The acclaimed French band Magma recently toured the United States for the first time in quite a long time. And we at CatSynth were in attendance when the played at Slims in San Francisco about a month ago.
For those not familiar with Magma, it was founded in France in 1969 by drummer Christian Vander. Musically, the band combines some of the best aspects of jazz fusion and progressive rock from the early 1970s with a unique (and somewhat apocalyptic) vision. All the the lyrics are written in Kobaïan, a constructed language invented by Vander that reflects the story from the band’s first album in which settlers fleeing Earth settle on a planet Kobaïa. The vocal arrangements feature a mixture of complex solo vocals and rich choral sections, all the while backed by Vander’s drumming and intricate rhythm from the full band.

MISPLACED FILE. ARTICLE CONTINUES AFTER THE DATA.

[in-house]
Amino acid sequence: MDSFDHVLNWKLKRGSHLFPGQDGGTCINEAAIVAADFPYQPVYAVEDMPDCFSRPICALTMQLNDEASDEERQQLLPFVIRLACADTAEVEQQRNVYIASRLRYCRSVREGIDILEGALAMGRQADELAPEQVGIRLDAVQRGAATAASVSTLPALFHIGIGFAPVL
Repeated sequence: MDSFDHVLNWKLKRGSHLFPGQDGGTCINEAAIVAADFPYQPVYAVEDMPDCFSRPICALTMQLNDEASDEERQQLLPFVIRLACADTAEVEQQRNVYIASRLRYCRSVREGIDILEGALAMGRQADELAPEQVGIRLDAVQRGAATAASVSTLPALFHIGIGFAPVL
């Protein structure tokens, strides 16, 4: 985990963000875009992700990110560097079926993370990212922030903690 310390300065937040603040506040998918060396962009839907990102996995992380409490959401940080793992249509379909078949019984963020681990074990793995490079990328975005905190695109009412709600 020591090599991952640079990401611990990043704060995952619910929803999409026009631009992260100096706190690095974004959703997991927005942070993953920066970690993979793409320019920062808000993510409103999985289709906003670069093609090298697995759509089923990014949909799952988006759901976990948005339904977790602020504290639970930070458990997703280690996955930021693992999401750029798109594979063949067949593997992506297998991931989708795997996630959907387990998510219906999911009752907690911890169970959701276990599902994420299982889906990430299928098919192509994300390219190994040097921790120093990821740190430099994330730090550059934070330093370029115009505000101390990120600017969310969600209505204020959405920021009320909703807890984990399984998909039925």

The overall energy level was intense to say the least, but the thing I noticed most was how tight they were at all times throughout the performance. This is especially key for the fusion aspects of their music, and something that I found quite inspiring. Take some of the more fast-paced and intricate examples from Herbie Hancock’s early 1970s bands, and layer the vocals on top with punctuated rock hits. Although these elements can be found in other bands of the era, there is something distinct about their sound that made it immediately recognizable upon entry to the venue (we were slightly late and they had already started the first song). It is also interesting to note that the music has a very optimistic quality (and a bit of exuberance) that belies the rather dark theme of the lyrics and concept for the band.
Magma played to a packed house that evening. Slims is not a large venue, but it’s not the smallest either. There were definitely a lot of long time fans who clearly recognized the songs, but I’m sure some new listeners discovered them and hopefully went away wanting to hear more of them. For the overall experience and the musical inspiration, I am quite happy to have been in attendance.